Friday, January 23, 2009

Itching

Truth be told, I´m looking forward to going back to the States. Time and again, I´ve been told how jealous people are of my travels. It´s been a blast. However, I´m jealous of them, too. Things like a private bedroom, decent knives and good friendships are hard to go without for so long.

I´ve spent all but two months of the last 17 sleeping in shared spaces. It gets hard. It´s nice to be able to throw your clothes and stuff around--stuffing it back into a backpack day after day becomes tiresome. And of course there´s the snoring, late-night returns by drunk bar hoppers, early morning departers who couldn´t bother to pack the night before and countless other annoyances. Just last night, some dude threatened to kick my ass because I insisted he turn off the light at god knows what hour of the morning. Unreal.

Hostel kitchens run the gammut. Some are absolutely abysmal, with handleless pans and knives that haven´t been sharpened since they were purchased 10 years ago. Some are quite good, with multiple stovetops and all variety of cooking implements (the one where I lived in Wellington was fantastic). I like to cook my own food, but usually I can´t be bothered. It´s a hassle. You have to hope someone left some oil or oregano, or you need to buy these type of ingredients, which you´ll leave or have to carry with you. Ultimately, this leads to really bad eating habits. The number of times I ate noodle soup in China and empanadas in Argentina would make a nutritionist cringe.

And finally, the social life on the road. For a long time, it was cool to meet people from all over the world. I´ve met folks from all range of nations. Ireland, Iran and India. Australia, Argentina and Austria. Iceland, South Africa, Estonia, Singapore, Indonesia, Colombia, Italy. The list goes on into the 40s or 50s, I´m sure. But these "friendships" are temporary and superficial. They´re more like drinking buddies than friends. And every day, it´s the same conversation, with new people: Where you from? How long are you traveling for? Where have you been so far? You don´t even ask eachother´s names until about three beers in, and you won´t remember it. This daily ritual has taken its toll on me. I don´t give a shit where you´ve been in South America. And of course, there´s all the stupid storytelling and oneupsmanship:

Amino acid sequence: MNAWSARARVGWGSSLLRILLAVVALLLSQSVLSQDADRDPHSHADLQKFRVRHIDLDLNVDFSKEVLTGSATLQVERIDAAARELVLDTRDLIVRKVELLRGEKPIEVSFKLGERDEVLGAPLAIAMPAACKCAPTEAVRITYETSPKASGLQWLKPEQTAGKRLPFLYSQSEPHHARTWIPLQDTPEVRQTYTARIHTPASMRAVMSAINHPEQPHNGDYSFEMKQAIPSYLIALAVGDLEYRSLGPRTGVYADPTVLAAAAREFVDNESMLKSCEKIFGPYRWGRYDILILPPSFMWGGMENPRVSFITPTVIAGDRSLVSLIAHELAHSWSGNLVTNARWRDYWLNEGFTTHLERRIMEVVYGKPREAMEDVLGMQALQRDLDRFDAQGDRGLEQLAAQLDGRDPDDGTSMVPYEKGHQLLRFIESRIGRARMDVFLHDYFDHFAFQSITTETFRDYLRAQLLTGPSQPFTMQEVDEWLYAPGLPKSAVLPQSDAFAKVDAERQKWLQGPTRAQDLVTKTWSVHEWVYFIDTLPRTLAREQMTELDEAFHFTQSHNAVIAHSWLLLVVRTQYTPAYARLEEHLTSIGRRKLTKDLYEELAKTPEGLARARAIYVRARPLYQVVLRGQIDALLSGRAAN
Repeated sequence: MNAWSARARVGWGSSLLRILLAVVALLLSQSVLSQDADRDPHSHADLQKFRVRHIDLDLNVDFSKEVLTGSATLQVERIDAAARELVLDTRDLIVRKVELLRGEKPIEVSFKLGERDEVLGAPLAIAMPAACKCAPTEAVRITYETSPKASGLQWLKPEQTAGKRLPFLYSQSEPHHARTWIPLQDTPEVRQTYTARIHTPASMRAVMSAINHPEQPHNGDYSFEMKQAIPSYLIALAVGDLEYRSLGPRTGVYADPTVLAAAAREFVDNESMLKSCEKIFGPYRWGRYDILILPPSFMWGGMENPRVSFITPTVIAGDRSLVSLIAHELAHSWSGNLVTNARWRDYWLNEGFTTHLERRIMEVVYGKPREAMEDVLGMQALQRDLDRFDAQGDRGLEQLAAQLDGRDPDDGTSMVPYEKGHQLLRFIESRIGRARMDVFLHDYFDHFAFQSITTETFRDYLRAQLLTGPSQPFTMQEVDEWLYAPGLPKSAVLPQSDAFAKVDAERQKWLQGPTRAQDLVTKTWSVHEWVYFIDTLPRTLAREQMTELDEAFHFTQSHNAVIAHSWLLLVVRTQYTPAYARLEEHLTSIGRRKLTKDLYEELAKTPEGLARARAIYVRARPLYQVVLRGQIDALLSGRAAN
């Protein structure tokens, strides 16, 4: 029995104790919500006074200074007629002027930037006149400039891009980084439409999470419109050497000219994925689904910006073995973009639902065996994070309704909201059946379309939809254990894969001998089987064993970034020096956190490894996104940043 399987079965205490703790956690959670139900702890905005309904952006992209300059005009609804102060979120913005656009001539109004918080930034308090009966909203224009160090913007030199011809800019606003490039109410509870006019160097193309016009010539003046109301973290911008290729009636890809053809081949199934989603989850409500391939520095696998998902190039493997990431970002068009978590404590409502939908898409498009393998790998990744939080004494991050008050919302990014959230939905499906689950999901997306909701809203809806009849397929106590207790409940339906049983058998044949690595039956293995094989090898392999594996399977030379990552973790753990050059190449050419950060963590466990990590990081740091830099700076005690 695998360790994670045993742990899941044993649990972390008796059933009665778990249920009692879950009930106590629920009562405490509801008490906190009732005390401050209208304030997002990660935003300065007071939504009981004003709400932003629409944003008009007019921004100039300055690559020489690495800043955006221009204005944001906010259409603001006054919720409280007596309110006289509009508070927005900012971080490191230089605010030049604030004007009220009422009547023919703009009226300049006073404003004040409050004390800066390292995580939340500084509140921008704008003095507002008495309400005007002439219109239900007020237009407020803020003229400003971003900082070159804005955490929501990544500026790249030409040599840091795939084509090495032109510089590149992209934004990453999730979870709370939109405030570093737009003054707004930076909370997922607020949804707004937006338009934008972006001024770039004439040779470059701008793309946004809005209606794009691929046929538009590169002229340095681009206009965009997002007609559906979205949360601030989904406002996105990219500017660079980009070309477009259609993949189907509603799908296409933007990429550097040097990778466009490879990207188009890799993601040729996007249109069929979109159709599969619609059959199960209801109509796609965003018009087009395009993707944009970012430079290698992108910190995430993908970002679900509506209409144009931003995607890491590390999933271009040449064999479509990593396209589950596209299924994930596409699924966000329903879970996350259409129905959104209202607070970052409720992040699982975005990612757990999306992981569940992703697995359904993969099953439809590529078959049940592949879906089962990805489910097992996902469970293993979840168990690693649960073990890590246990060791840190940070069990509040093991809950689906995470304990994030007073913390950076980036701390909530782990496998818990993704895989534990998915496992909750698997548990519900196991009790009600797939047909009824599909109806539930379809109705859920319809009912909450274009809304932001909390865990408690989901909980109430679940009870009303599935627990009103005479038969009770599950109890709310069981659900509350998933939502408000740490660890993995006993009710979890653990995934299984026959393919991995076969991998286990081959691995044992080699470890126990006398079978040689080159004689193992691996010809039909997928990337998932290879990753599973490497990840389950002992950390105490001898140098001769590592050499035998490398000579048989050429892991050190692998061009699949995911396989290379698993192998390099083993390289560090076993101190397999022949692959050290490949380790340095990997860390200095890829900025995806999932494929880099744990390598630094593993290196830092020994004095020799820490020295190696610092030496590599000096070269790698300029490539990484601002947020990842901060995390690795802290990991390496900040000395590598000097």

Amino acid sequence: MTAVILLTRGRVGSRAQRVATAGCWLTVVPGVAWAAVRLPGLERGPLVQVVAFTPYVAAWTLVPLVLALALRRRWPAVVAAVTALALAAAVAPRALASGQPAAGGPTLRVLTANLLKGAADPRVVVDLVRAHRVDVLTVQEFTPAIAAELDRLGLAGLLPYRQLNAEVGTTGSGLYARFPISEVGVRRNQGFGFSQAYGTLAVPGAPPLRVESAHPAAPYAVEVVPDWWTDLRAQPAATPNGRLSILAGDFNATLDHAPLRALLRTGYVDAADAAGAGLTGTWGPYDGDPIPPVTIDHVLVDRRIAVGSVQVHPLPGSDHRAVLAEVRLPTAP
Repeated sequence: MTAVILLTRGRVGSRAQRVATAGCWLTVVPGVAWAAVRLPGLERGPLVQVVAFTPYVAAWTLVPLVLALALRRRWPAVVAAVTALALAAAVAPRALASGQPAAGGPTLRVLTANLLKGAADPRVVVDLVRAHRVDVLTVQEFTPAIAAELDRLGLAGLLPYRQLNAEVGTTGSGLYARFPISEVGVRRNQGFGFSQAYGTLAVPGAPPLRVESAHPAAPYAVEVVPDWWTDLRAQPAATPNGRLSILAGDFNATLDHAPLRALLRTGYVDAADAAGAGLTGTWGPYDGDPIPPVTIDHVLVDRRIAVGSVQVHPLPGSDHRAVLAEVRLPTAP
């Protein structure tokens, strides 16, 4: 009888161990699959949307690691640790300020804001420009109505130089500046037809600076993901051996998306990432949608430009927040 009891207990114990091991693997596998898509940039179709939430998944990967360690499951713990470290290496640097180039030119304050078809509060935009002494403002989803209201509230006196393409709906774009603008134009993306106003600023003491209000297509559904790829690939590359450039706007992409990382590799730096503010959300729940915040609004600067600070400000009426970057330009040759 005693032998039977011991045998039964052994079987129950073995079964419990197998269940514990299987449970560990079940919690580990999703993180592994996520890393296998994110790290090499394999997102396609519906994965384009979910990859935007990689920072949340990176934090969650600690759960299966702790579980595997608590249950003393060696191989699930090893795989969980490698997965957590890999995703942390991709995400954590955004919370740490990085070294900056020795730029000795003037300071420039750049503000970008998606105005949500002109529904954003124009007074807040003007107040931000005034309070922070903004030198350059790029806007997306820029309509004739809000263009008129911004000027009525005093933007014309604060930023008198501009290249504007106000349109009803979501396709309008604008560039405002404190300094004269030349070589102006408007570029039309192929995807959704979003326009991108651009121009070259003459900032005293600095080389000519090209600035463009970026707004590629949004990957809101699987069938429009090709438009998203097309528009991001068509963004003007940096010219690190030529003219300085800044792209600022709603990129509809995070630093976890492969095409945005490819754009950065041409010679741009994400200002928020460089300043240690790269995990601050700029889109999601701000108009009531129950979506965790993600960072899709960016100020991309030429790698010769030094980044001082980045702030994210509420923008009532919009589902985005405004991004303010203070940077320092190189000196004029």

"And then to get from Lima to Cuzco, we had to take a 10-hour bus ride, but the bus broke down so it ended up taking 12."

"Oh yea? well, I took a 50-hour bus ride in Bolivia, and we had to get out and push the bus the last 10 kilometers."

Just whip em out guys; I´ll go get the ruler.

Once in awhile though, you´ll stay in a place for a bit longer and some other folks will too. You get past the superficial chat and get to know eachother. I have made some good friends on this trip, whom I keep in touch with on Facebook. But generally, it´s the same day after day after day.

It´s been fun. It´s been enlightening. It´s been challenging. But it´s been a long time, and I´m ready to bring some consistency to my life once again.

But hopefully not in a cubicle.

2 comments:

Steff said...

At some point, having a traveling buddy would probably sound like a good idea. Assuming you and your traveling buddy can tolerate one another day after day after day... For the record, I envy not only you experiences during your 17 months, but also the courage you had to embark it.

dave925 said...

After 14 months of constant travel, I could not agree with you more on the sentiments. Just an hour ago, after arriving hungover in Medellin, I was thinking about how tired I am of always meeting travelers and talking about travel so much of the time. I am ready to broaden my horizons back in the good old USA! Or maybe it is just the hangover talking. Put Colombia on your must see list - the girls are incredible!